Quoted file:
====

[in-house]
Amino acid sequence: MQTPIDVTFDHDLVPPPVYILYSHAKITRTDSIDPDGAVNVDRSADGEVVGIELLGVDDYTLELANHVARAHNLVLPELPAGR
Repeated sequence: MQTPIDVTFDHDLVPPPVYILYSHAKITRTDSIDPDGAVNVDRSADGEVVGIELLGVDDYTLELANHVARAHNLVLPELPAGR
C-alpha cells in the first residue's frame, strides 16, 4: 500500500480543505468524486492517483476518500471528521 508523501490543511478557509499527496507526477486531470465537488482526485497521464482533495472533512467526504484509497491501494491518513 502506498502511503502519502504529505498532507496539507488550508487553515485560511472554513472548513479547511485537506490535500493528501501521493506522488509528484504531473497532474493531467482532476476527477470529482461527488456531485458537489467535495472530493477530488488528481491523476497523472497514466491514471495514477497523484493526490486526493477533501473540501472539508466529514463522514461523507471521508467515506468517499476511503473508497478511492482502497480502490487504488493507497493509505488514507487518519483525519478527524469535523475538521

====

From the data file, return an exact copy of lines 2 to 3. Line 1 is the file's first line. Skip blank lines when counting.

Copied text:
Amino acid sequence: MQTPIDVTFDHDLVPPPVYILYSHAKITRTDSIDPDGAVNVDRSADGEVVGIELLGVDDYTLELANHVARAHNLVLPELPAGR
Repeated sequence: MQTPIDVTFDHDLVPPPVYILYSHAKITRTDSIDPDGAVNVDRSADGEVVGIELLGVDDYTLELANHVARAHNLVLPELPAGR